Once again this year we will attempt to handicap the probable Preakness field using angles that have pointed at the winner in past years. It is well known that to win the Preakness, you have to have raced in the Kentucky Derby, and if the Derby is not in the horse's past performances he is an immediate toss for the win. With this in mind, this angle is worth 2 points whereas all others are worth 1 point each. In recent years, only Red Bullet in 2000, Bernardini in 2006, and Rachel Alexandra in 2009 skipped the Derby to win, although some would argue Rachel Alexandra was good enough to win the Derby had her original owner entered her. Despite Pimlico being referred to as a speed-favoring oval, about half of the Preakness winners came from off the pace, while 1/3 of winners stalk. Horses more than 9 lengths off the pace after half a mile generally don't win the Black-Eyed Susans and closers need to be in contention at the top of the stretch.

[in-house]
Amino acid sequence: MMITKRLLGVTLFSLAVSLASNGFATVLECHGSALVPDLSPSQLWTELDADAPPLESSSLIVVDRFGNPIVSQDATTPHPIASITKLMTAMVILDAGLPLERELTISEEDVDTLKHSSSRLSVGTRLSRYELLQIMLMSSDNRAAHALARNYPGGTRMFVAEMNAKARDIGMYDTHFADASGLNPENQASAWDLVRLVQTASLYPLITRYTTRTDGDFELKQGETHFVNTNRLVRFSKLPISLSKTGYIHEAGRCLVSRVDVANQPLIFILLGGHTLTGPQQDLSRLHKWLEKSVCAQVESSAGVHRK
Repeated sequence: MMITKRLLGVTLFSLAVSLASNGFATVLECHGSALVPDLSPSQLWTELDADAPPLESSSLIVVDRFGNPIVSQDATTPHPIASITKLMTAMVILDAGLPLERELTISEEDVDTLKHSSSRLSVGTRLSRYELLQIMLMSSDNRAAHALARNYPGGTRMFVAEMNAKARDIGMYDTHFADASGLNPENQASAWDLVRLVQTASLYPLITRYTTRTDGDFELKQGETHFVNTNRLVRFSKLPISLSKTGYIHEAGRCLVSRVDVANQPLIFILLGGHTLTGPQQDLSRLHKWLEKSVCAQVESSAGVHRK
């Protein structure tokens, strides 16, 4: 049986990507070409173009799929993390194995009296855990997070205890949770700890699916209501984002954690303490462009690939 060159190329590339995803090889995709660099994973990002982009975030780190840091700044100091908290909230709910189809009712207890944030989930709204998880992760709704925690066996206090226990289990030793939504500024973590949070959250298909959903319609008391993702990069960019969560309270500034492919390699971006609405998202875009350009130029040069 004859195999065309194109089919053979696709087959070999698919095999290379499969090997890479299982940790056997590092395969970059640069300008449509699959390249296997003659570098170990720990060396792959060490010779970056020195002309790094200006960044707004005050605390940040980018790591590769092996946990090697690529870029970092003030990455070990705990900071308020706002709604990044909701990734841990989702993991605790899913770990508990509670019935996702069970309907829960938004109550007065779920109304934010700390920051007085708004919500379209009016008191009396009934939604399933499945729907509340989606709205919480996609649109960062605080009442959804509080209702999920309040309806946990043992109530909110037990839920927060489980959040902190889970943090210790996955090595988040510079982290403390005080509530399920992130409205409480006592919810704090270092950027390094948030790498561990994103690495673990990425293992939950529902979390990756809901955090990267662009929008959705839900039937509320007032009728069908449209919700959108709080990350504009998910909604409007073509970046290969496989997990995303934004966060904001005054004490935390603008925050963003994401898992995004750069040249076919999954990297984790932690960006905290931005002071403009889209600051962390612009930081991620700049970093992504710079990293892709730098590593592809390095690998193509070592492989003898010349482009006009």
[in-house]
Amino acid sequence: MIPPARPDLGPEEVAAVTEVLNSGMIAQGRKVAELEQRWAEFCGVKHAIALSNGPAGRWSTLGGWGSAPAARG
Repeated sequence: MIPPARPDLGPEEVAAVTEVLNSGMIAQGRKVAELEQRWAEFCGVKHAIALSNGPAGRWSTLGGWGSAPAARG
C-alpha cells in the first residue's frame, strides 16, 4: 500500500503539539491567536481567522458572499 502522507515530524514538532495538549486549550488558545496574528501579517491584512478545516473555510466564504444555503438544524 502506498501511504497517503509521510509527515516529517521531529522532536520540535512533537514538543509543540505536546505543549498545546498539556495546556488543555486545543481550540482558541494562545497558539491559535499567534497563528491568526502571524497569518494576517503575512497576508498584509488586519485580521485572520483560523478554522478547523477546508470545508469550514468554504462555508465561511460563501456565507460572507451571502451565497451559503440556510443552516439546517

We also recommend checking workout patterns in the final week since these are a good indicator of who is ready. Preferably you're looking for horses that came out of the Derby and only had one (no more, no less) workout between starts, not necessarily at Pimlico, not necessarily a "bullet", and preferably 4 or 5 furlongs in distance. Not having a work between the Derby and the Preakness is usually a negative.
Where there is a tie in points we will list the horses in alphabetical order.
Goldencents tops the analysis despite his poor performance in the Kentucky Derby and his usual front-running style, which was not employed in Louisville to disastrous results. However these were the only two knocks against him in the Preakness. He did run in the Derby, worth 2 points this year, he qualifies on number of starts and stakes performances, he has run a triple digit Beyer figure, and he lacks Professional points in his dosage profile.
On to page 2 for the rest of the horses